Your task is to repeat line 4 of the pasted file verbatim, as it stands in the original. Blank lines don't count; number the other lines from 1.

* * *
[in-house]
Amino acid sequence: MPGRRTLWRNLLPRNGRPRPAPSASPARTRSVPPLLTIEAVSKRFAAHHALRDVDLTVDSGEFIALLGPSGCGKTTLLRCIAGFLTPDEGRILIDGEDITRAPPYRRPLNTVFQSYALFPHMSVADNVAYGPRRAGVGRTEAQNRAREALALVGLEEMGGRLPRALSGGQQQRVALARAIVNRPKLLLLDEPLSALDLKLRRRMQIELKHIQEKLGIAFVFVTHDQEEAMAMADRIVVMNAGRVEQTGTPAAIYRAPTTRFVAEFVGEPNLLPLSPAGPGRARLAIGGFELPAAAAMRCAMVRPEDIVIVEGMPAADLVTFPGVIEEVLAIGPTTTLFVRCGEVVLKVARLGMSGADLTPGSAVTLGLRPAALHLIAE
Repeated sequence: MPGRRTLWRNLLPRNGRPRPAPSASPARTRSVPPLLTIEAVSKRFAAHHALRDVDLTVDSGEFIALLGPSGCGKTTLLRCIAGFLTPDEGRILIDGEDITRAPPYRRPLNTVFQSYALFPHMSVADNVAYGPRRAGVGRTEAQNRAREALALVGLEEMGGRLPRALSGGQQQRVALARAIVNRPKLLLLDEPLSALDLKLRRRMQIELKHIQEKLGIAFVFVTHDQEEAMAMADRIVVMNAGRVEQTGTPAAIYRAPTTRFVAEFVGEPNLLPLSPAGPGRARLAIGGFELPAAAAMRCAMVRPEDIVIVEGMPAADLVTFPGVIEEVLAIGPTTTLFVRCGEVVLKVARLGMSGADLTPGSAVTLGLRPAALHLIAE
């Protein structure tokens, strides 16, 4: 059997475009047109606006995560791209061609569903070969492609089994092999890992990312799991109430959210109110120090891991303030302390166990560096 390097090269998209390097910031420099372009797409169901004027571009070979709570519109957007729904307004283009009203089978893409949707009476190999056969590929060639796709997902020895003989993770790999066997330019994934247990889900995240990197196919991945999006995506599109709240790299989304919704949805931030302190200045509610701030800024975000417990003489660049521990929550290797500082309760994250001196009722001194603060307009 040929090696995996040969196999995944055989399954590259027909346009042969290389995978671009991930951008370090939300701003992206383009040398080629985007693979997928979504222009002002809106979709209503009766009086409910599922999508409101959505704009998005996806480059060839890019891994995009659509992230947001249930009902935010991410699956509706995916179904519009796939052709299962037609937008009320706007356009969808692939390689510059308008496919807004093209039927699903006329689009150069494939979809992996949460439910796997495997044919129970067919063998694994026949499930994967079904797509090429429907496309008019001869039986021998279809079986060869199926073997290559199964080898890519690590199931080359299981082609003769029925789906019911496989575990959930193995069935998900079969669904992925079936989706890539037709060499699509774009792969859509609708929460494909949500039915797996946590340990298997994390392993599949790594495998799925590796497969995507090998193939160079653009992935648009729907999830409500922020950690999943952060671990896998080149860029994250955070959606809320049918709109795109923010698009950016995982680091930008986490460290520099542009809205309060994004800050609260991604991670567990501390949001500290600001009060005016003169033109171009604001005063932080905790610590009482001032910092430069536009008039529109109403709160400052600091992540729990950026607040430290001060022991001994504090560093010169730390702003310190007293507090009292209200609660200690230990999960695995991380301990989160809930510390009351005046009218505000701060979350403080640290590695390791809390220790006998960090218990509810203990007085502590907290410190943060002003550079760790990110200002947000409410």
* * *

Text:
């Protein structure tokens, strides 16, 4: 059997475009047109606006995560791209061609569903070969492609089994092999890992990312799991109430959210109110120090891991303030302390166990560096 390097090269998209390097910031420099372009797409169901004027571009070979709570519109957007729904307004283009009203089978893409949707009476190999056969590929060639796709997902020895003989993770790999066997330019994934247990889900995240990197196919991945999006995506599109709240790299989304919704949805931030302190200045509610701030800024975000417990003489660049521990929550290797500082309760994250001196009722001194603060307009 040929090696995996040969196999995944055989399954590259027909346009042969290389995978671009991930951008370090939300701003992206383009040398080629985007693979997928979504222009002002809106979709209503009766009086409910599922999508409101959505704009998005996806480059060839890019891994995009659509992230947001249930009902935010991410699956509706995916179904519009796939052709299962037609937008009320706007356009969808692939390689510059308008496919807004093209039927699903006329689009150069494939979809992996949460439910796997495997044919129970067919063998694994026949499930994967079904797509090429429907496309008019001869039986021998279809079986060869199926073997290559199964080898890519690590199931080359299981082609003769029925789906019911496989575990959930193995069935998900079969669904992925079936989706890539037709060499699509774009792969859509609708929460494909949500039915797996946590340990298997994390392993599949790594495998799925590796497969995507090998193939160079653009992935648009729907999830409500922020950690999943952060671990896998080149860029994250955070959606809320049918709109795109923010698009950016995982680091930008986490460290520099542009809205309060994004800050609260991604991670567990501390949001500290600001009060005016003169033109171009604001005063932080905790610590009482001032910092430069536009008039529109109403709160400052600091992540729990950026607040430290001060022991001994504090560093010169730390702003310190007293507090009292209200609660200690230990999960695995991380301990989160809930510390009351005046009218505000701060979350403080640290590695390791809390220790006998960090218990509810203990007085502590907290410190943060002003550079760790990110200002947000409410």